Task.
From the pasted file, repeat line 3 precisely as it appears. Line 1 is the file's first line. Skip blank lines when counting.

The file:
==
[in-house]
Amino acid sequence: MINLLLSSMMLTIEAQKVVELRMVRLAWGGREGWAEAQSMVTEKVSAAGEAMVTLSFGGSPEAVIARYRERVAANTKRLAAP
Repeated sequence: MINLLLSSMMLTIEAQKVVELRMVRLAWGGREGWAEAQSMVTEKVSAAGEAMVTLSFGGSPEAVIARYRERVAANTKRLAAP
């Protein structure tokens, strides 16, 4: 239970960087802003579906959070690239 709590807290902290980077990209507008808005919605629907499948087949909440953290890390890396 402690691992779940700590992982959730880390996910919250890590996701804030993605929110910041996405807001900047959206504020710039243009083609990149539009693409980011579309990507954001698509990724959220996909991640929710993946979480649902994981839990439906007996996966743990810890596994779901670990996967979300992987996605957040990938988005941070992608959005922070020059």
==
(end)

Repeated sequence: MINLLLSSMMLTIEAQKVVELRMVRLAWGGREGWAEAQSMVTEKVSAAGEAMVTLSFGGSPEAVIARYRERVAANTKRLAAP